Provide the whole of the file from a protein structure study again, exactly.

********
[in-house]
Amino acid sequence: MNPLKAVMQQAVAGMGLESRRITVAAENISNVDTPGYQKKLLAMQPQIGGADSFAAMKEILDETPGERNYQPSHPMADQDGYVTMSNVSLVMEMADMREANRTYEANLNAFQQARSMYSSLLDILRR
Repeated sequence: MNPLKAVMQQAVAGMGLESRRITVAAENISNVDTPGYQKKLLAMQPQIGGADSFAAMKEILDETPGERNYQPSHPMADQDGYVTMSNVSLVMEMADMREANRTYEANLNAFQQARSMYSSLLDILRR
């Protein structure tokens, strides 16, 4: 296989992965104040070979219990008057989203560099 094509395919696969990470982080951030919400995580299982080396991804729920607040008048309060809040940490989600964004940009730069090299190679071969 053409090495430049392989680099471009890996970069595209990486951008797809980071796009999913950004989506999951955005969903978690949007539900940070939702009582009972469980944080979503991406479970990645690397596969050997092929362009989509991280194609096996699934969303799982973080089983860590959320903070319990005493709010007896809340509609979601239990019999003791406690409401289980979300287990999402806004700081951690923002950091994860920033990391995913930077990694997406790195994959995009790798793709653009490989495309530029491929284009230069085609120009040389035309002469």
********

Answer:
[in-house]
Amino acid sequence: MNPLKAVMQQAVAGMGLESRRITVAAENISNVDTPGYQKKLLAMQPQIGGADSFAAMKEILDETPGERNYQPSHPMADQDGYVTMSNVSLVMEMADMREANRTYEANLNAFQQARSMYSSLLDILRR
Repeated sequence: MNPLKAVMQQAVAGMGLESRRITVAAENISNVDTPGYQKKLLAMQPQIGGADSFAAMKEILDETPGERNYQPSHPMADQDGYVTMSNVSLVMEMADMREANRTYEANLNAFQQARSMYSSLLDILRR
């Protein structure tokens, strides 16, 4: 296989992965104040070979219990008057989203560099 094509395919696969990470982080951030919400995580299982080396991804729920607040008048309060809040940490989600964004940009730069090299190679071969 053409090495430049392989680099471009890996970069595209990486951008797809980071796009999913950004989506999951955005969903978690949007539900940070939702009582009972469980944080979503991406479970990645690397596969050997092929362009989509991280194609096996699934969303799982973080089983860590959320903070319990005493709010007896809340509609979601239990019999003791406690409401289980979300287990999402806004700081951690923002950091994860920033990391995913930077990694997406790195994959995009790798793709653009490989495309530029491929284009230069085609120009040389035309002469």